After 5 years of waiting, I ‘joined’ the special needs side of China adoption in October of 2009 and began to see a few referrals for little girls. These pictures and ‘files’ of information began to torment me, because they were orphans needing a home and I wanted to take them in… but I just kept feeling God tell me, ‘No, this is not your daughter.’
Through so many tears and anguish, I relinquished the file of a sweet baby girl only a few days before I got the call and referral pictures of my Molly! The days in between giving that baby up and getting Molly’s referral, I questioned this calling to adopt more than ever. I thought it may never happen and was about to tell my agency to put my process on hold for a while. I thought something must be wrong with me because I wasn’t connecting with the faces looking back at me. And then… it happened! INSTANT CONNECTION. I knew beyond a shadow of a doubt this was it!
All the rejections, tears, and heartaches up until now had led me to her. FINALLY! My daughter! Ironically, a family (who I don’t know) had been looking at Molly’s file the same weekend I was looking at the other baby’s file, and we relinquished these babies around the same time. Looking back at all these details, it is so amazing to see how He was orchestrating it all to happen. And if even one of these people who had a hand in this were not listening to the Spirit of the Lord for direction, it may not have happened.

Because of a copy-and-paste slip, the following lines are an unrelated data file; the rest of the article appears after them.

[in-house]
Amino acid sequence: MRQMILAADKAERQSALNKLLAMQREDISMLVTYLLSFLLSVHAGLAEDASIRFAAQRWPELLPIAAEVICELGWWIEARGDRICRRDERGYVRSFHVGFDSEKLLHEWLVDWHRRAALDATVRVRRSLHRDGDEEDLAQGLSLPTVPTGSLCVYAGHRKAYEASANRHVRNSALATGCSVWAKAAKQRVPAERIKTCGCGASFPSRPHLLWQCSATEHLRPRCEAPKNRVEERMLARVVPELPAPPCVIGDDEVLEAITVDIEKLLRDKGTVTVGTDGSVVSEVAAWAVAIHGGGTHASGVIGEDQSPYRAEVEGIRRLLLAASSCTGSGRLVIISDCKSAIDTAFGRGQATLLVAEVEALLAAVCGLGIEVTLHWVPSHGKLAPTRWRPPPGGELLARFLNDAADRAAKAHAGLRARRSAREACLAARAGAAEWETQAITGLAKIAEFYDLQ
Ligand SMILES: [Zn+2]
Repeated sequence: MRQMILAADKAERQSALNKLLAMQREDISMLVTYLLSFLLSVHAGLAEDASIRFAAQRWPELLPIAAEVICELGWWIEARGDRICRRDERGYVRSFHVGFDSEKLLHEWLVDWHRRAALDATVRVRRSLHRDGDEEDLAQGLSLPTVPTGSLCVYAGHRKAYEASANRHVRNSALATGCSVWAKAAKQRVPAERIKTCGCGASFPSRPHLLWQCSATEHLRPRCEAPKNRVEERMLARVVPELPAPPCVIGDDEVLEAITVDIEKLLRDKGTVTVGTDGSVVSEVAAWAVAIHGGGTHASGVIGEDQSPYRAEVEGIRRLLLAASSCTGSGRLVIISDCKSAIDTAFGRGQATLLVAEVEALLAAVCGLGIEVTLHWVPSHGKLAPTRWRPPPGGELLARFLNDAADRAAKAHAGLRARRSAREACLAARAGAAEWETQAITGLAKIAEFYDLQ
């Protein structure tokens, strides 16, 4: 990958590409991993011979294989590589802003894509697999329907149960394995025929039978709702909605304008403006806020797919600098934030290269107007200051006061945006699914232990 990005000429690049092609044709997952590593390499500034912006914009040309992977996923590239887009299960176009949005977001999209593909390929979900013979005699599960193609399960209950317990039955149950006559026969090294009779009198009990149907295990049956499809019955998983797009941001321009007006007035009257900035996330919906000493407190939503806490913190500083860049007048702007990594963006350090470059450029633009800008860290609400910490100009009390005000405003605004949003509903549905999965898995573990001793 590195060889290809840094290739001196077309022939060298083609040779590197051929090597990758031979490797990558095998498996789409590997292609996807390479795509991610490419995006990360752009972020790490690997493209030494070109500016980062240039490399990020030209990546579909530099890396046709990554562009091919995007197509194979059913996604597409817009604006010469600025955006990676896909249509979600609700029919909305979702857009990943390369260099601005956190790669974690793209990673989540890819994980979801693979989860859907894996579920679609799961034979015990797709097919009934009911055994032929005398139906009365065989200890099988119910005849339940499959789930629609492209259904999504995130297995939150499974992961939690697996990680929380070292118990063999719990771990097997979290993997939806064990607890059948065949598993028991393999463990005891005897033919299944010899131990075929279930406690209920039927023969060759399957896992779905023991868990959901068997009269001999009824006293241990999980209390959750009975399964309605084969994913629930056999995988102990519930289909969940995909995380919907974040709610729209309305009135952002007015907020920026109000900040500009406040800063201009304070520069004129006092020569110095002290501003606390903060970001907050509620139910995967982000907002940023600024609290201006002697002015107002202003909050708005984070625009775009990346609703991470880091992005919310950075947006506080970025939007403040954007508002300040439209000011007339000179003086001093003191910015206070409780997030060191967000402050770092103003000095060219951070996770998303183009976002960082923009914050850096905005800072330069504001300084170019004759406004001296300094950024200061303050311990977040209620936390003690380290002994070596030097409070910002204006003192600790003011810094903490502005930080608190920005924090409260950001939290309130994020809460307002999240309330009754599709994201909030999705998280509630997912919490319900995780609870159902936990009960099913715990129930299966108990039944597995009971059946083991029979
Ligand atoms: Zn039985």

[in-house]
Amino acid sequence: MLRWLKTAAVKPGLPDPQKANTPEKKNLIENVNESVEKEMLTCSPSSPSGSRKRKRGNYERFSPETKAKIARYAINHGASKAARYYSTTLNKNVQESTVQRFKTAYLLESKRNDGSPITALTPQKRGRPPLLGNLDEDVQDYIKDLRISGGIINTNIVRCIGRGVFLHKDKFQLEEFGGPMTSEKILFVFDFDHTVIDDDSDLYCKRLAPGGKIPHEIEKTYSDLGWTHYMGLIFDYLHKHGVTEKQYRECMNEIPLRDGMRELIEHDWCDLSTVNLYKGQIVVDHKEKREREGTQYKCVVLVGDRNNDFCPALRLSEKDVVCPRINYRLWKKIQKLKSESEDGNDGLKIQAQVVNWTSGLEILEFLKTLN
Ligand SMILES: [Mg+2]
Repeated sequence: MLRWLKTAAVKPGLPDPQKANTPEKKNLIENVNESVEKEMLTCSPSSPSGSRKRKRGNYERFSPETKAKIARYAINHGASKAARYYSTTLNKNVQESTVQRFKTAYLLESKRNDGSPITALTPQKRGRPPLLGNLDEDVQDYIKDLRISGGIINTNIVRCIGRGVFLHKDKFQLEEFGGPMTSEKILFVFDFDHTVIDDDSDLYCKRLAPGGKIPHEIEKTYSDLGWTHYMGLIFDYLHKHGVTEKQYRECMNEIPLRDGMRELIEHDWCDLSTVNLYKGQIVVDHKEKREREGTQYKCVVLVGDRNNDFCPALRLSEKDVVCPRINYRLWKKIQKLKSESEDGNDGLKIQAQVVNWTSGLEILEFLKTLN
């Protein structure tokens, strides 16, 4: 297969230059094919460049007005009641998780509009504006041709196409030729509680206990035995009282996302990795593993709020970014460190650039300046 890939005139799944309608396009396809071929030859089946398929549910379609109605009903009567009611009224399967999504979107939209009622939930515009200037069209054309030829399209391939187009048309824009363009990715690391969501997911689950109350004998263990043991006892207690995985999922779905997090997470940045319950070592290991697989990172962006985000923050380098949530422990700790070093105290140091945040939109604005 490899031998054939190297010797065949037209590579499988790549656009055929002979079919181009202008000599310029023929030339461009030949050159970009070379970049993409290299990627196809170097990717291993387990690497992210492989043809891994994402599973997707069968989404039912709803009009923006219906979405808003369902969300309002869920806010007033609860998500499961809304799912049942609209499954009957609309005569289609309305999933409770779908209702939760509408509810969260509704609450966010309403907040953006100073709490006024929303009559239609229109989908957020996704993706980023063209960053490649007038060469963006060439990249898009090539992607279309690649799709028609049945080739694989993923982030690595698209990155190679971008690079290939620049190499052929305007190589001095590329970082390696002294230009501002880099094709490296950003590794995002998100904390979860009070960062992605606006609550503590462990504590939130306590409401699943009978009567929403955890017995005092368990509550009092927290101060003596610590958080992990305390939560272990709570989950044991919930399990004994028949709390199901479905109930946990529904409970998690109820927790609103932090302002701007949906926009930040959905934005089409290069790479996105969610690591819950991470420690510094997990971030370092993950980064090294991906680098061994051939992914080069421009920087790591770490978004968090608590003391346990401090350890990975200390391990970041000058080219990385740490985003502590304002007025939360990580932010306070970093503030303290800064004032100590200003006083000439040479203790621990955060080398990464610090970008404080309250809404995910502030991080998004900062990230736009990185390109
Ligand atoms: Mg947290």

Molly’s ‘special need’ is, in fact, a hand and foot deformity. She was born with ABS (Amniotic Band Syndrome) and some of her fingers and toes are ‘tied’ or connected, and she was missing some digits all together.
When you are adopting a child with special needs, the agency sends pictures of the child and pictures of the special need. The most special memory I have is when I received the email from my agency with her pictures and information attached. I instantly clicked ‘photo,’ not knowing which one would open first. And what I opened was only a picture of her two hands showing her ‘special need.’ I clicked another photo and saw her feet, and it was confirmed. Those were the hands and feet of my daughter! A few minutes later, I finally clicked through the remaining pictures and saw her adorable face staring back at me. I couldn’t ‘accept’ this referral fast enough!
It was exactly 3 months from the first time I saw Molly’s face via an email from my adoption agency to the moment she was in my arms in China. It was a whirlwind of preparing, packing, getting documents ready, and praying! Thankfully, my brother traveled to China with me.
It was a 2-week journey and my adoption agency had about 25 families traveling together for this trip. We all met up together in Beijing during the first part of the trip, and then traveled off to all the different provinces to be united with our children. We were reunited again at the end of the trip and got to see all the precious children who now had a family of their own.
Molly’s ‘Gotcha Day’ was traumatic – looking into her little face was both exhilarating and terrifying. She was in shock, sad, scared, and fearful. It broke my heart into a million pieces! How could a day that brought me so much JOY, bring her so much sadness?